A Journal Of The Dark Arts
Aetheric Records’ stunning new compilation is a perfect storm of drone, lovely ambiance, and harsh noise, in honor of Delia Derbyshire’s classic White Noise project.
A storm can have many associations, depending on who you are and where yr from. In Chicago, where i come from originally, the tension would build and build all day long, as the sky darkened to an unhealthy mustard color, with people gradually getting more and more on edge. Eventually, the sky would open up like a sieve and everyone would breathe a collective sigh of relief, even as yr being pummeled and pelted like some pre-diluvian half-angel.
In New Orleans – one of my first wayposts after leaving the Midwest, by way of contrast – there is no gradual graceful buildup, no accumulation of tension like a teenager’s pent-up sexual frustration. It could be clear skies, clear sailing, and all of a sudden the wind picks up, the pressure seems to rush out of the air like a deflated balloon. It is quick and violent – when you feel the wind begin to pick up in N’awlins, it means get inside as fast as you can, and try and pick somewhere you like, because you’re going to be there for a while.
In my current home of Portland, Or., which is the most associated with storms and weather, there is a surprising lack of the epic builds and climactic breaks of other weather systems. While we are known for our rain, and it does wet for half the year here, it’s a gradual fine mist, like living inside the produce section at a supermarket.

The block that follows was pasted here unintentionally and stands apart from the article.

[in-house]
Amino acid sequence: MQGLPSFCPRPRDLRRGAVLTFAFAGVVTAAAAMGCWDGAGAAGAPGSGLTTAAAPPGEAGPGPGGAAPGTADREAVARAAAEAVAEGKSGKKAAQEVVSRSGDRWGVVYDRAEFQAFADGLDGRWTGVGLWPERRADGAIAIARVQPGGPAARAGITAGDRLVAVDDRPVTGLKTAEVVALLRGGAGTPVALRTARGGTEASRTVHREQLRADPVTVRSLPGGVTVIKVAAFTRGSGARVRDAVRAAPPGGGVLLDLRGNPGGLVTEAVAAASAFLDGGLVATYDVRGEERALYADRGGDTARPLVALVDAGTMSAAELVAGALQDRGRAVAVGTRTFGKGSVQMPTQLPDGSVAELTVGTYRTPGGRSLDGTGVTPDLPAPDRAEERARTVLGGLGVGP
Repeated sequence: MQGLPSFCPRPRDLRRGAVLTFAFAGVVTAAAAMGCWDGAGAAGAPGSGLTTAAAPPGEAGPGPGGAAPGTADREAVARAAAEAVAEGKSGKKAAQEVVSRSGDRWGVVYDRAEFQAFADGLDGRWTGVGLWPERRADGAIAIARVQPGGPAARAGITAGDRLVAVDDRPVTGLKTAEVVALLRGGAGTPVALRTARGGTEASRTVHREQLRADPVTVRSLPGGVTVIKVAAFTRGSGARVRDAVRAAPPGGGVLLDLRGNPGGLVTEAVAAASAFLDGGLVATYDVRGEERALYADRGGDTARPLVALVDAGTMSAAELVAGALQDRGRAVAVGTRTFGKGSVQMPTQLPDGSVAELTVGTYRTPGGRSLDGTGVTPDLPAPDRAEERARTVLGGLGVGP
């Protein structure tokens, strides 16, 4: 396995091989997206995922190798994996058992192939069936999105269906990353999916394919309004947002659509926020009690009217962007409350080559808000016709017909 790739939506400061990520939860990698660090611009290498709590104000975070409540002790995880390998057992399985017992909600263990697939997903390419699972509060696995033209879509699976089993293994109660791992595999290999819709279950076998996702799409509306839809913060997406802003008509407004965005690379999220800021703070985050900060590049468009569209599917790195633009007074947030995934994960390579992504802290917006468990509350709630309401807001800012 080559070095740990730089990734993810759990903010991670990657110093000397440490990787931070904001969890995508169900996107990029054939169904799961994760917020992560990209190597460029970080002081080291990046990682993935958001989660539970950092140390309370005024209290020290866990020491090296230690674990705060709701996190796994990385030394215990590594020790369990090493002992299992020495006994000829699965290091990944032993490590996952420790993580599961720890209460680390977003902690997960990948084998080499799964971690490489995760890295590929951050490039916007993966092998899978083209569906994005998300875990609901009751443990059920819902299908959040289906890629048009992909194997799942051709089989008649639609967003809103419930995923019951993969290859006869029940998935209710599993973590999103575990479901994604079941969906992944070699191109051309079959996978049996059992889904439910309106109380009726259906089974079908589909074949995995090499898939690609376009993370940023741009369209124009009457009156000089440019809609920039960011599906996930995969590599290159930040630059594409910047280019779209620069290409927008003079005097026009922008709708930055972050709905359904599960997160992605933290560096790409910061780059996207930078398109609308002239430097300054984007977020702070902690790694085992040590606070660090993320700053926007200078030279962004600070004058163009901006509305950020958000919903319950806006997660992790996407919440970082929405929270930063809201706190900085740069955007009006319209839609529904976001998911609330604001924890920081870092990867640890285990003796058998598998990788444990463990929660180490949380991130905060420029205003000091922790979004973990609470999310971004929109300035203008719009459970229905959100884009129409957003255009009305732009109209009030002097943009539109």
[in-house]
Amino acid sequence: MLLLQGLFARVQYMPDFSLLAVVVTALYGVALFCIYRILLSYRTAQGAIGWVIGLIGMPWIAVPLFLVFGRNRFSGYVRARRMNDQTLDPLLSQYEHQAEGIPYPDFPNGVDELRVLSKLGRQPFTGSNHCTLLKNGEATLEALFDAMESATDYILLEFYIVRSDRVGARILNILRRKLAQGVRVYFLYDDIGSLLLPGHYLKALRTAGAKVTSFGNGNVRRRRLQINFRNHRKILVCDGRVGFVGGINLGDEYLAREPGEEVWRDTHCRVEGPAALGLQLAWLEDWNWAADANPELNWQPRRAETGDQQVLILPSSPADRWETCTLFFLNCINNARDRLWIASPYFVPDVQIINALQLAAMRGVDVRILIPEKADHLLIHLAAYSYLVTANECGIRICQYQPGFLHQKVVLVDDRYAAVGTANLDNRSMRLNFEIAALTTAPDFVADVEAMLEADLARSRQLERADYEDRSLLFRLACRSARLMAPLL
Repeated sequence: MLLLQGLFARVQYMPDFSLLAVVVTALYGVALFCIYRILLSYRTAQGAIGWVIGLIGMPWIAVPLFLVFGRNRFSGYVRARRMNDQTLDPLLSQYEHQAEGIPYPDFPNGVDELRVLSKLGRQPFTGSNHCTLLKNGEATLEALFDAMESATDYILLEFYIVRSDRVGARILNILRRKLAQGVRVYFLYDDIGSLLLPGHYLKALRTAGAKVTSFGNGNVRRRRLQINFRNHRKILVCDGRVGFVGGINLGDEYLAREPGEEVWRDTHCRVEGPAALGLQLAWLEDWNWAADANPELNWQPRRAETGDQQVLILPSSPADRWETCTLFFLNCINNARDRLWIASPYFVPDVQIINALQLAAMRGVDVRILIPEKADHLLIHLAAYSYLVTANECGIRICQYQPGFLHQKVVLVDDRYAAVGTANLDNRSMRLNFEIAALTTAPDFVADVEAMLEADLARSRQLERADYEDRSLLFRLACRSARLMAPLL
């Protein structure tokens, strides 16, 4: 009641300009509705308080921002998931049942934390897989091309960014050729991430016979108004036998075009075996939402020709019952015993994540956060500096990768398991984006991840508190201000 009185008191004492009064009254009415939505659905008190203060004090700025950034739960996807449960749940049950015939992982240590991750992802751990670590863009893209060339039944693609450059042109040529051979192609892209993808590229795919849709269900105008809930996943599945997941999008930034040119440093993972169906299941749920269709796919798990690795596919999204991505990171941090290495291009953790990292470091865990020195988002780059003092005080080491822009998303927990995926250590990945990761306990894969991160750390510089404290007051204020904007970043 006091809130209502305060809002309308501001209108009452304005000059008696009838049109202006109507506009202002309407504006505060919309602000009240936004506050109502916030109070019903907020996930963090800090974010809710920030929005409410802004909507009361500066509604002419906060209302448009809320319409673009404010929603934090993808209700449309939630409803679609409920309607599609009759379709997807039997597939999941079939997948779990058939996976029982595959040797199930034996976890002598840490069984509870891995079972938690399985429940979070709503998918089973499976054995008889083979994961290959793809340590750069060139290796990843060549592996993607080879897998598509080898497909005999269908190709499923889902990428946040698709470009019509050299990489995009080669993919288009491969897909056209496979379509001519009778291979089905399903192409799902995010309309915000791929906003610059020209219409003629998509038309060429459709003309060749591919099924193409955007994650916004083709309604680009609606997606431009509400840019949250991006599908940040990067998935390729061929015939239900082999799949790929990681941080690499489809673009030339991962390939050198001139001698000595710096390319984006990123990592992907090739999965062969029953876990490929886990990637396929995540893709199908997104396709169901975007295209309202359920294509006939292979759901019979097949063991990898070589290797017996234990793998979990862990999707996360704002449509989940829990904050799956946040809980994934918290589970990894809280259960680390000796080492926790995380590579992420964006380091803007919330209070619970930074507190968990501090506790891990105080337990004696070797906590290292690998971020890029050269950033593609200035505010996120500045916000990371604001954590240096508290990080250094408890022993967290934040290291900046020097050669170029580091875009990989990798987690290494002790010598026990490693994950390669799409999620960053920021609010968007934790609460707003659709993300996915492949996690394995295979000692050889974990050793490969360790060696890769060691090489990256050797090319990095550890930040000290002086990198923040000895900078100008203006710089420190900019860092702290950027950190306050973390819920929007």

These are just three associations, showing just how far of a range talking about the weather can have. And that’s not even considering intergalactic or extra-dimensional storms.
The Aetheric Records roster apply a wide range of drone, ambient, noise, and sound collage techniques to a field recording of a storm to sonically illustrate these mental associations and then smash them – placing you in the white hollow heart of a weather system.
An Electrical Storm is a compilation, but an insanely well-curated one – flowing together into one interesting speculative soundscape. A number of Aetheric Records’ traditional attendants – So There, Slow Thaw, April Larson, The Heartwood Institute, Kek-W, black_ops, – along with some new names i didn’t recognize, like Burl and Stapperton. The entire collection is outstanding, needing to be heard from start to finish, but there’s some stand-out tracks as well.
So There set the pace with ancient hollow field recordings, like wind sweeping through a milleniums-old miles-long mausoleum, with a brief musical moment of glockenspiel, like the tolling of the hour, also giving a creepy but whimsical old horror vibe. White Feather’s “Nocturnal Storm” is so subtle, it’s barely there, a creeping pulsating outline of warm synth ripples, like an eclipse or watching heat lightning on the horizon in the desert. “Nocturnal Storm” has that same lovely but emotional haunting emptiness of Eno’s Apollo Soundtracks, a beating heart floating in eternity.
Kek-W, of Hacker Farm/19f3 Records fame, shows just how far source material and concept can be stretched, beginning with a raging storm of static power noise and mechanical, abyssmal shrieking, until settling into a very accomplished grinding downtempo beat. Just goes to show that whatever Kek does, he does well, which is why it’s such a treasure to have him working in the underground, creating new shapes, sounds, and forms, constructing new worlds instead of recycling the old.